Groundhog Day is celebrated on February 2nd as a way of predicting the arrival of spring. The day’s events involve celebrations held early in the morning to watch the groundhog leaving its burrow. Folklore has it that should the groundhog emerge from its tunnel on a cloudy morning, the spring season will arrive early, probably before the vernal equinox. Should the groundhog appear on a sunny day, it would retreat to its burrow on seeing its shadow and, therefore, spring will not start for another six weeks.
Origin of Groundhog Day
Groundhog Day celebrations began in the 18th and 19th century as a Pennsylvanian German custom. In ancient European weather lore from which the tradition emerged, a badger or sacred bear rather than the hedgehog is the forecaster. Groundhog Day is very similar to the Imbolc pagan festival and St Swithun’s day. The Imbolc festival is held on February 2 to mark the turning of the Celtic calendar and involves weather predictions while St Swithun's day is held on July 15.
A diary entry by James Morris, a Morgantown Pennsylvania shopkeeper, is the first documented reference to Groundhog Day in America. Other references can be found in poems from England, Scotland, and Germany. It is possible that the custom is just an example of the results of confusion created by use of two different calendar systems. The change of season in some of the ancient traditions was marked at cross-quarter days when daylight progresses significantly against the night while in others it was postponed until after the vernal equinox when daylight overtook night. The hedgehog or groundhog was incorporated as an arbiter to settle the two traditions. According to another theory, increasing average temperatures in early February forces the groundhog out of hibernation. In this case, Groundhog Day would be held at a later date had the Germans settled further north. Observation of groundhogs in central New Jersey, however, indicates that they come out of their burrows in mid-March no matter what the weather conditions were on Groundhog Day.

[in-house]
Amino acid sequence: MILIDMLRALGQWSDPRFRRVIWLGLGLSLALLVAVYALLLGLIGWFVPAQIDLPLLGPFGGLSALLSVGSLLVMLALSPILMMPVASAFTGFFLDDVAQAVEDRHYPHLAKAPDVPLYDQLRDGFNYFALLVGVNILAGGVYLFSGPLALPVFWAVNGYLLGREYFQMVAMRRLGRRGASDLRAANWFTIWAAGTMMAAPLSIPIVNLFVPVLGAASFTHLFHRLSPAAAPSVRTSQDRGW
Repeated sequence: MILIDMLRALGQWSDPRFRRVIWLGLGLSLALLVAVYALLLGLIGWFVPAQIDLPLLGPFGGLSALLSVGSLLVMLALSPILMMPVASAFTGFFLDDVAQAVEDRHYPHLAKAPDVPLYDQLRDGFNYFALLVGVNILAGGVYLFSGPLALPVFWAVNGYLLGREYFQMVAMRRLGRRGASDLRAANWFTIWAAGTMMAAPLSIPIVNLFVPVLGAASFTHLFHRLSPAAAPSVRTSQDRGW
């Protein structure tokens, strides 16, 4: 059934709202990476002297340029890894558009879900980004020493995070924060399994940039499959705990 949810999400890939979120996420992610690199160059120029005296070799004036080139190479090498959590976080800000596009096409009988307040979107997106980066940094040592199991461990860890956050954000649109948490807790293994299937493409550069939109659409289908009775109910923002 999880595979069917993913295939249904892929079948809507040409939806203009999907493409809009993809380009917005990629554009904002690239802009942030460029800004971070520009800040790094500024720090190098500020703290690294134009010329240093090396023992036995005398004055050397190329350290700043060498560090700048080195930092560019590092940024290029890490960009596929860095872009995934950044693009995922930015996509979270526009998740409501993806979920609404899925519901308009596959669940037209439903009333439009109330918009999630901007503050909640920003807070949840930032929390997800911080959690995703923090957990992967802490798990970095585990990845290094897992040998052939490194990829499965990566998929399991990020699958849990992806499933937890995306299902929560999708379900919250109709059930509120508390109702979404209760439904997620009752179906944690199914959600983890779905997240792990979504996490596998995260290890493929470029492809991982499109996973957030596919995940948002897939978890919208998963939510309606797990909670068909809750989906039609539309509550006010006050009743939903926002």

Groundhog Day Celebrations
Groundhog lodges in southeastern Pennsylvania hold social events as a way of celebrating Groundhog Day. The events are marked by the delivery of speeches, the serving of food, and entertainment. The only language allowed during these celebrations is the Pennsylvanian German dialect. The offenders put either a quarter, dime, or nickel into a bowl placed at the center of the table as a penalty for every English word spoken.
In the US, Punxsutawney Phil is the famed meteorological groundhog. Every February 2nd, thousands of people await his prediction from Gobbler's Knob, near Punxsutawney, Pennsylvania. In Canada, Shubenacadie Sam makes his meteorological prediction from Shubenacadie, Nova Scotia while Wiarton Willie from Wiarton, Ontario. The two Canadian groundhogs differed on their predictions this year, with Shubenacadie Sam reporting a quick spring, while Wiarton Willie agreed with his American mate, Punxsutawney Phil, both reporting another six weeks of winter for the 2018 season.
Groundhog Day organizers claim that the rodent does have talent in predicting the beginning of spring with its forecasts accuracy ranging from 75% to 90%. However, a Canadian study conducted in 13 cities for a period of 30 to 40 years indicates that the weather predictions made on Groundhog Day were only 37% accurate. Records kept since 1887 and StormFax weather almanac show that Punxsutawney Phil has given accurate predictions only 39% of the time.
Orthodox Christians of Serbia celebrate the meeting of the lord or sretenje on February 15, which corresponds to February 2 in the Julian calendar. This day is believed to mark the end of winter dormancy for the bear. If the day is sunny, the bear will meet its own shadow and will go back for another forty days of sleep. A cloudy day signals the beginning of the end of winter. Another similar celebration is the siebenschlafertag (seven sleepers day), held on June 27 in Germany. It is believed that summer will be rainy if it rains on seven sleepers day.